New ways to learn and boost skills for door hardware experts around the world

New ways to access CPD (Continuing Professional Development) for architectural ironmongery professionals have been launched by the Guild and the Institute.

In response to feedback from members, they are now introducing a more flexible programme that gives learners more control over how they gain CPD points.

In addition, they are starting off a new process where different methods of learning will be introduced on a regular basis to meet the needs of their membership worldwide.

Rachel Tipton, the GAI’s manager of education, said:

“CPD is the single most important way in which we each develop and enhance our abilities, and set ourselves apart as architectural ironmongery professionals. In an industry like ours where standards are changing all the time, to neglect CPD is to neglect the needs of our customers, our career development and individual status in the industry.

“However, we recognise that CPD is also about a personal and bespoke professional journey, and the same programme of CPD obviously does not provide the same fit for everyone.

“That’s why the GAI and IAI have listened to the concerns and suggestions of its members on the issue of CPD point collection, and have decided to introduce new ways of collecting points in 2017. Our CPD learning will be structured to meet the individual developmental and personal learning needs of all of our members.”

Under the rules of the new scheme, Registered Architectural Ironmongers (RegAIs) will still be required to gain or maintain their RegAI status over a one calendar year period, and during this time each individual must still collect 10 CPD points which are to be recorded on a log sheet.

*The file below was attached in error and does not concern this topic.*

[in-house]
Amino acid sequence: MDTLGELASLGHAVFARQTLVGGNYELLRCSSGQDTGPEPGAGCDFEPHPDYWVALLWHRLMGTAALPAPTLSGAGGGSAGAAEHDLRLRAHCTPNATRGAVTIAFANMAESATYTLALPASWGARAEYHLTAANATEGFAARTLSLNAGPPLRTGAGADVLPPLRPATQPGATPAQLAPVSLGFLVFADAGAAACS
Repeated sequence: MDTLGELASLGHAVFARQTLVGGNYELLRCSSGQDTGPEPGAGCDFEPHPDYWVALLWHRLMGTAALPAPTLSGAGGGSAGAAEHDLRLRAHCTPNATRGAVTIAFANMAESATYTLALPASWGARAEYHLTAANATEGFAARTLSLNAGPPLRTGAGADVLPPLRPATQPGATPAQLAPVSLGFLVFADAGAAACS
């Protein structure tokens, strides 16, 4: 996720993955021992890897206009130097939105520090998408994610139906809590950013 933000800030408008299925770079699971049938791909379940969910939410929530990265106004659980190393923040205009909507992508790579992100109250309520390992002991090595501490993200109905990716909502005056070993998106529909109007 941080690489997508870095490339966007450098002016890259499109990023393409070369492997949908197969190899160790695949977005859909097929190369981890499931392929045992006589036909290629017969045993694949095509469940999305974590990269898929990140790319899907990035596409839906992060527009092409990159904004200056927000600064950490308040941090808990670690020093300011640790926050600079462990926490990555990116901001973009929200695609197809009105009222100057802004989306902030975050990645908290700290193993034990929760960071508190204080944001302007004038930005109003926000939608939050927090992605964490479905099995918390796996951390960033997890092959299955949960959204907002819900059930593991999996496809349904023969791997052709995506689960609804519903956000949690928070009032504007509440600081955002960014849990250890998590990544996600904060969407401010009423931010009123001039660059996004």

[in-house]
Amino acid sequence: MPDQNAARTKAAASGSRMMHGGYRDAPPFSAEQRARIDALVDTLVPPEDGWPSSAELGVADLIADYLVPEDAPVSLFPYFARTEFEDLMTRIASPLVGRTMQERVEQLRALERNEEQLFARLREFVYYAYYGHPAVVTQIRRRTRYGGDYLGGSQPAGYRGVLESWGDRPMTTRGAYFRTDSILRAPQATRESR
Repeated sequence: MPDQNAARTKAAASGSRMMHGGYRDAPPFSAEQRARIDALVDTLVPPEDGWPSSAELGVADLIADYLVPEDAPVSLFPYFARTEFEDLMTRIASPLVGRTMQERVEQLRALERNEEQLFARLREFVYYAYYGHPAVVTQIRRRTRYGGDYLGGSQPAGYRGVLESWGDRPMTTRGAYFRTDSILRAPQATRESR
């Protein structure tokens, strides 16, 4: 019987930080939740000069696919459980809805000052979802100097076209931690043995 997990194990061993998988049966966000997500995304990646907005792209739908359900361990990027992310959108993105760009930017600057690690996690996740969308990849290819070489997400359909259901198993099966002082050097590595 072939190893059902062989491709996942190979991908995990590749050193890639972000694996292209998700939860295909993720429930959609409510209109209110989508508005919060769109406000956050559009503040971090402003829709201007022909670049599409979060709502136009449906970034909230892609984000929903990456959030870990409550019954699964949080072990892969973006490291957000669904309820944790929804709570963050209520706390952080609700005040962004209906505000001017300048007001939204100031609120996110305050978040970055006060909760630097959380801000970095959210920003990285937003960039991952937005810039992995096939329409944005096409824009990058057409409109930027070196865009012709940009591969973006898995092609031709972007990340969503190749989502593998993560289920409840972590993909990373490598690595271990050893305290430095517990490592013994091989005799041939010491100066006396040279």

But now, some of those points may be gained through additional routes, such as personal knowledge, development at trade shows and exhibitions, reading industry related articles, and learning via Guild and Institute approved podcasts and videos from trade bodies including the RIBA and BSI.

RegAI status is the benchmark standard for architectural ironmongers. Every RegAI is a qualified GAI Diploma holder and has been able to prove they are fully up-to-date with industry standards, regulations and legislation.

These qualified architectural ironmongers work with architects, interior designers, contractors and others to schedule and specify the hardware and access control for every door in a building, and, window for the project. It’s a complex, responsible role, and a hard one to master, given that hardware is subject to more than 58 British and European standards.

Rachel Tipton, manager of education Rachel Tipton, manager of education